Business Operations

The Building Blocks of a Budding Lumber Career

As an undergraduate, the term “lumber trader” wasn’t even in my vocabulary. Years later, I still had never heard of this occupation…nor would I have ever guessed that it would eventually follow my name on a business card. But, as often happens with wood products, the industry “picked” me. Of course, I didn’t know it at the time.

A Special Series from North American Wholesale Lumber Association

As an undergraduate, the term “lumber trader” wasn’t even in my vocabulary. Years later, I still had never heard of this occupation…nor would I have ever guessed that it would eventually follow my name on a business card. But, as often happens with wood products, the industry “picked” me. Of course, I didn’t know it at the time.

Building the Foundation

I entered Virginia Tech with the full intention to study architecture, and by today my 30-year-old self was supposed to have a stack of blueprints to my credit. Two years in, I found myself enjoying classes outside of my architecture studio much more than my major’s coursework. My professor encouraged me to explore geography and geospatial analysis as a major instead. After switching majors, I thought my first job out of college would be as a GIS analyst, but a different opportunity presented itself.

Instead, for my first job out of school, I worked as a fiber supply associate for International Paper in Savannah, Ga. Ironically, because of its parallels with timber, this position offered me a glimpse of the lumber industry and how it operates. Much of my job involved wood procurement and meeting with timber brokers and forming relationships with them, which I did under the tutelage of my mentor, Dean. With Dean riding shotgun, we would head out to small, rural towns to have lunch with various brokers. It was during these times that he taught me how important relationships are in the business. He showed me the importance of knowing who you’re doing business with beyond the superficial level, of really getting to know these folks, and of being your genuine self with them—rules of thumb that I now know also apply to the lumber trade.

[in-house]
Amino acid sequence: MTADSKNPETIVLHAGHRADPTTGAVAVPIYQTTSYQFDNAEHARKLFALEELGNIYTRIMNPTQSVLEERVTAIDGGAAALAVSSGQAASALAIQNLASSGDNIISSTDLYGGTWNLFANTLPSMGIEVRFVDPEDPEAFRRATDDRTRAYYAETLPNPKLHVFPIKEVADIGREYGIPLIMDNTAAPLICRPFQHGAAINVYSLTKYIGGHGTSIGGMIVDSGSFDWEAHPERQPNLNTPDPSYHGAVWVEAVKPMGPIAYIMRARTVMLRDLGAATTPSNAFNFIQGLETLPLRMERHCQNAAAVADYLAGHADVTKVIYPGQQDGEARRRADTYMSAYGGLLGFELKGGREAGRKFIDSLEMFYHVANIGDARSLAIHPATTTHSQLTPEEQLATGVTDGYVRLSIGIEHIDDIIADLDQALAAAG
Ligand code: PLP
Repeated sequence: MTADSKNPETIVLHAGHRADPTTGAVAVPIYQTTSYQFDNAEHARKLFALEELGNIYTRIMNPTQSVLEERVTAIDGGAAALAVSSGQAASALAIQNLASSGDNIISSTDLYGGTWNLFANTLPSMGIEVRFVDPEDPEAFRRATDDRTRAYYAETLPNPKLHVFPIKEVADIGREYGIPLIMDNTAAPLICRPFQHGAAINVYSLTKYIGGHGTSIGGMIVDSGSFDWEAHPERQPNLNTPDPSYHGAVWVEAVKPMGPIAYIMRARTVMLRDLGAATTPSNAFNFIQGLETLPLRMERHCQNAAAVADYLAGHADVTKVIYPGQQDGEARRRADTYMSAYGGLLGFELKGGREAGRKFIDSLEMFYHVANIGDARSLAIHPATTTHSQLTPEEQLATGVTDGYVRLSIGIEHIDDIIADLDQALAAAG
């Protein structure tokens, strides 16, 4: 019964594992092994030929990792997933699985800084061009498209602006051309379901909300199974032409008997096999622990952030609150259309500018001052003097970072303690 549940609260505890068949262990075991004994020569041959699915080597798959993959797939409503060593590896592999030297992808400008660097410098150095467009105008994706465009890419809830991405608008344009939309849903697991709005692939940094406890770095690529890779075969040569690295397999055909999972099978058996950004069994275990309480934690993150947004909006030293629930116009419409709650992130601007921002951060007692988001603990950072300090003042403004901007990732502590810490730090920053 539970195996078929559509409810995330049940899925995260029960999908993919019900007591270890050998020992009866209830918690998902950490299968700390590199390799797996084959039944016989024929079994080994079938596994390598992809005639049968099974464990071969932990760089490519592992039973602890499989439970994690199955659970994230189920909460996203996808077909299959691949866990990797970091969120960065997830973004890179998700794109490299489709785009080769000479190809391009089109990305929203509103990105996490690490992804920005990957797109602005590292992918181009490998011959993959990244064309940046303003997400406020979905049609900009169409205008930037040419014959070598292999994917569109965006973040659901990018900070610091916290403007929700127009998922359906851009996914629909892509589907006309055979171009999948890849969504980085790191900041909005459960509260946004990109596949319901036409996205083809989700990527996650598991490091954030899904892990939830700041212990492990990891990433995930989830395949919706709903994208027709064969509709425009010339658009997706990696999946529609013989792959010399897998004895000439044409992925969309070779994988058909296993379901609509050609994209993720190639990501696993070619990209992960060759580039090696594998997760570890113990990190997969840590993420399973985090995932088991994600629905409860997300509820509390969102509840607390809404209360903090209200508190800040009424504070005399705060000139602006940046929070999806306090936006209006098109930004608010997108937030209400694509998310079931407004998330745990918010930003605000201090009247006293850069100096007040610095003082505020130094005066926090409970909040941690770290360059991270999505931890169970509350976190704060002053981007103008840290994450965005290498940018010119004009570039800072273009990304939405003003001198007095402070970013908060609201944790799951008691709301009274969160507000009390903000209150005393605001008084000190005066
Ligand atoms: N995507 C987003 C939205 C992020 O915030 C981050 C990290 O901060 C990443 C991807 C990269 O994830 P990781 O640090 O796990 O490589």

I learned a lot at International Paper; but after about a year and a half, I moved up to Richmond, Va., to be near my now-husband. I signed on with a homebuilder, once again finding myself on the fringes of the lumber industry. I learned many practical skills during my time as a project manager for that company, but found myself looking for something with more autonomy. It was actually my husband who spotted an Indeed.com post for a lumber trader and brought it to my attention. Although I didn’t know what the position entailed, the information in the ad piqued my attention. I reached out, and a month later Richmond International Forest Products hired me.

Building Awareness

I’ve now been with Richmond International for five years. What I discovered is that while the wood products industry may not have the initial glossy allure of the Googles and Amazons of the world, it does offer many of the advantages that attract people to employers like these, such as the very laid-back atmosphere. It’s not stuffy and boring; to the contrary, it’s fast-paced and each day presents you with a different challenge. Everything is based on your reputation, your word, and your relationships with people; and that’s something I really love about this industry! Lumber has all these great facets to it, but the problem was that I didn’t know the industry even existed.